The carrier’s chief aim in promoting personalization is to reduce the number of times a customer has to tap to get their information says United Airlines’ Praveen Sharma.
Consumer have come to expect that practically everything should come with an option for some form of automatic, personalized interaction. This has changed the nature of how brands approach loyalty programs, particularly in the travel space.
That was the thesis of an on-stage discussion among Praveen Sharma, VP, Digital Products & Analytics, United Airlines, and Christian Selchau-Hansen CEO and co-founder of customer engagement platform Formation.ai, at Skift’s Tech Forum last week in San Francisco.
United has partnered with Formation.ai on several personalization initiatives over the past year. The conversation has primarily focused on this development: When devising programs designed for regular customers, it must begin with satisfying the expectation to access functions that recognize their interests and goals, rather than just singularly deep discounts.
“Personalization is not only providing relevant offers, but help,” Praveen Sharma Vice President, Digital Products & Analytics, United Airlines told Skift Research Editor Jeremy Kressmann at Skift’s Tech Forum last week in San Francisco. “What United is doing in improving customer experience is understanding the pain points and solving them for customers.”
“Customers’ expectation for relevance is going thru the roof,” added Selchau-Hansen. “Being able to help me as a consumer creates less friction with the brand. In the end, loyalty is about recognizing that uniqueness in your customer and establishing and deepening that relationship.”
Kambr Media caught up with Sharma after his conference session to talk about United’s approach to personalization and how its MilePlay promotion, which offers travel incentives to members of the airline’s MileagePlus loyalty program, reflects the company’s overall digital transformation.
Kambr Media: How has MilePlay been evolving?
Praveen Sharma: We launched a new product called Travel Inspiration. If you really look at most airline sites from a customer perspective, you have to know the airport code and specific places. The challenge, which even I have with my family sometimes, is when I’ll say, “Hey, let's go to the beach.”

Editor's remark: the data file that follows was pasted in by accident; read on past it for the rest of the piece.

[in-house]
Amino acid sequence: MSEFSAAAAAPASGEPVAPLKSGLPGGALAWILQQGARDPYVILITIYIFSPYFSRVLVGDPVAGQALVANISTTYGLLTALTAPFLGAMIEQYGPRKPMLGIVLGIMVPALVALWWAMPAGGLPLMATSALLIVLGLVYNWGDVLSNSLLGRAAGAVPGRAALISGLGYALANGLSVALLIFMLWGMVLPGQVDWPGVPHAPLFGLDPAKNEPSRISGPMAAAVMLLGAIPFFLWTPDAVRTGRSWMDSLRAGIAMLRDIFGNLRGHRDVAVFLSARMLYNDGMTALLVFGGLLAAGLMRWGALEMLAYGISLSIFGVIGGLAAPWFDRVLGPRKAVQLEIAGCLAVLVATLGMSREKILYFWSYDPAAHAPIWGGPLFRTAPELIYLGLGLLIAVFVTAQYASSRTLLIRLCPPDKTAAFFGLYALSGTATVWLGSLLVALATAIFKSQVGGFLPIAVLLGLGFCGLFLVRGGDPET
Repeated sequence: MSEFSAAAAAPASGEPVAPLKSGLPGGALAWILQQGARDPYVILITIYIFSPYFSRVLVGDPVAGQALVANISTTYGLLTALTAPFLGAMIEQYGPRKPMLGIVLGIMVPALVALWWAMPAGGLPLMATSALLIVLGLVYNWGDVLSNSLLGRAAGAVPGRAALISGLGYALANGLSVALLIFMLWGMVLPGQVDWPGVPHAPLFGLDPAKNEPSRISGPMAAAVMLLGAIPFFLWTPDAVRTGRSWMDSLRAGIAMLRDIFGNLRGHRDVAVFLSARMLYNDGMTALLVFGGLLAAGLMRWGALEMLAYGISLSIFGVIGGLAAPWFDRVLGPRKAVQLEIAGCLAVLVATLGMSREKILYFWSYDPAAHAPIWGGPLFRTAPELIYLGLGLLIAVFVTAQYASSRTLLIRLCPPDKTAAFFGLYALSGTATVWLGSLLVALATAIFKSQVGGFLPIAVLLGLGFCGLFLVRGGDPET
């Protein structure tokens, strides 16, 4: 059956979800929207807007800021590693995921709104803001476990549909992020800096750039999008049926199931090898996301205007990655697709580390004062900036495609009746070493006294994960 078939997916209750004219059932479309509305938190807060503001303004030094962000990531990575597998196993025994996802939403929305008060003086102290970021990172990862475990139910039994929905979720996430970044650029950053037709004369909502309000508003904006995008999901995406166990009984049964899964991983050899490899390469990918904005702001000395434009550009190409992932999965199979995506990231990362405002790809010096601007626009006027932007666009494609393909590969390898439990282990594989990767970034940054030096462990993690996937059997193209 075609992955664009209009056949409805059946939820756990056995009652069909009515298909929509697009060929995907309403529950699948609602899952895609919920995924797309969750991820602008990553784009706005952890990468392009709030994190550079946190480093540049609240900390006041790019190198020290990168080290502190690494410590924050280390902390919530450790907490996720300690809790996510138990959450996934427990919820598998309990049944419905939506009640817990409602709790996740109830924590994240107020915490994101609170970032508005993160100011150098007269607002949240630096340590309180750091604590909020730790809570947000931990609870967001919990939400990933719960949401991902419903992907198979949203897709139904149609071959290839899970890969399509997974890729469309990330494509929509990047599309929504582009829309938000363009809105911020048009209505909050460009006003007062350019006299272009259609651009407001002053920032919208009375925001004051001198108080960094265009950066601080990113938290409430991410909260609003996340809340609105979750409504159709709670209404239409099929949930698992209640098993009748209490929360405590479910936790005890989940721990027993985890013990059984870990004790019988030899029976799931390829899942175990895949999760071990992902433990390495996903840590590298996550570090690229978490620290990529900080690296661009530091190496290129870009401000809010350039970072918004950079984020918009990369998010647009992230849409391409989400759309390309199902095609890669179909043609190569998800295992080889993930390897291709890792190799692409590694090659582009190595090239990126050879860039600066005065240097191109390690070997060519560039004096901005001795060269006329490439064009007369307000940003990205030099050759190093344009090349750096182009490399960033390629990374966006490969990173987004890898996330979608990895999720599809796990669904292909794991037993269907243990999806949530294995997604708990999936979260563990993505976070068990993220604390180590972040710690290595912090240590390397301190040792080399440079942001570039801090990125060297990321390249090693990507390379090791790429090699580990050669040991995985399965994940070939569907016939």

Then, for us, the question becomes, “Which airports should we fly to?”
Previously, we did not have the aspect of discovery as part of our family’s travel plans. So, recognizing the need for others, we launched a product on UnitedAirlines.com called Travel Inspiration to deliver that sense of discovery and make it easier for people to find places to go.
How does the discovery process work in Travel Inspiration?
You can go to that part of the website and type in a destination to, for example, Crete. Or, you can say, “I'm looking for 70 degree weather.” You can also explore trips to music festivals. You can do all kinds of searches based on a general interest.
After that, based on those searches, when you come back to United’s site, Travel Inspirations can show you destinations based on your previous travels. In essence, the site can “know” you like beaches and show you the three different beaches you haven't gone to yet.
For example, it can recognize that you always go to Miami. But here are beaches
outside of Miami, or here are other places that are different from Miami that you might like to visit.
Ultimately, Travel Inspiration helps customers explore more of our network, and also makes it less transactional and more personalized.
How does United approach personalization?
The point of Travel Inspiration in particular, and our view of personalization in general, involves looking at how we can reduce customer effort when it comes to completing what they want to do when they visit our site.
Let’s say I know you go to Chicago every Thursday or once a month. And I know you always like an aisle seat. When you are doing your search, why don't I show you just the aisle seats which are available on your trips to Chicago rather than letting you sort of scroll up and down?